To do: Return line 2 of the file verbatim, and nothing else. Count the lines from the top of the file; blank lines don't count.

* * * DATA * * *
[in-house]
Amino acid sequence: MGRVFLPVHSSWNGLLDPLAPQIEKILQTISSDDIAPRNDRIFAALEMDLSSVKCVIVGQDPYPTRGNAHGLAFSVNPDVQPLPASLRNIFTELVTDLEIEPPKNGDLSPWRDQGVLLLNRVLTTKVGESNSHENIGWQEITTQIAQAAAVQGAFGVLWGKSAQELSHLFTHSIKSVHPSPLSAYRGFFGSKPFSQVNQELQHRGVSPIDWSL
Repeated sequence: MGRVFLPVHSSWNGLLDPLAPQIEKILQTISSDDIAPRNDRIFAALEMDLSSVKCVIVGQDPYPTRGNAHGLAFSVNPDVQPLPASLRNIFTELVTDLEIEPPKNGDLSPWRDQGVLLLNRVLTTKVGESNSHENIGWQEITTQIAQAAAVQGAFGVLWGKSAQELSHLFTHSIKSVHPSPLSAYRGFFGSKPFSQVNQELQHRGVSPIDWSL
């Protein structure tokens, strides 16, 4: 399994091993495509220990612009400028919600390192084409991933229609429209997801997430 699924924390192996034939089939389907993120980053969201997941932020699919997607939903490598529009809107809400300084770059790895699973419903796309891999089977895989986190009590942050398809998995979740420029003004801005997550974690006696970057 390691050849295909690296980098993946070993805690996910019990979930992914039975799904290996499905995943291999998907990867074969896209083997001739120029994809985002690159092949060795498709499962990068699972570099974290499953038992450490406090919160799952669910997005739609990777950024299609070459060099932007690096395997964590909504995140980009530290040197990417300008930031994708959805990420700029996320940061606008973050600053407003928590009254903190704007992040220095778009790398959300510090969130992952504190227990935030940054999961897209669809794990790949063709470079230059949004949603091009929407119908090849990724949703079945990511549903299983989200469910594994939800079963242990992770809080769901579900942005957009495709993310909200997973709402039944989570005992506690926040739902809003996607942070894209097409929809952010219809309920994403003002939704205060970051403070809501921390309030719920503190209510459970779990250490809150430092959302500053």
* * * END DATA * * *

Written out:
Amino acid sequence: MGRVFLPVHSSWNGLLDPLAPQIEKILQTISSDDIAPRNDRIFAALEMDLSSVKCVIVGQDPYPTRGNAHGLAFSVNPDVQPLPASLRNIFTELVTDLEIEPPKNGDLSPWRDQGVLLLNRVLTTKVGESNSHENIGWQEITTQIAQAAAVQGAFGVLWGKSAQELSHLFTHSIKSVHPSPLSAYRGFFGSKPFSQVNQELQHRGVSPIDWSL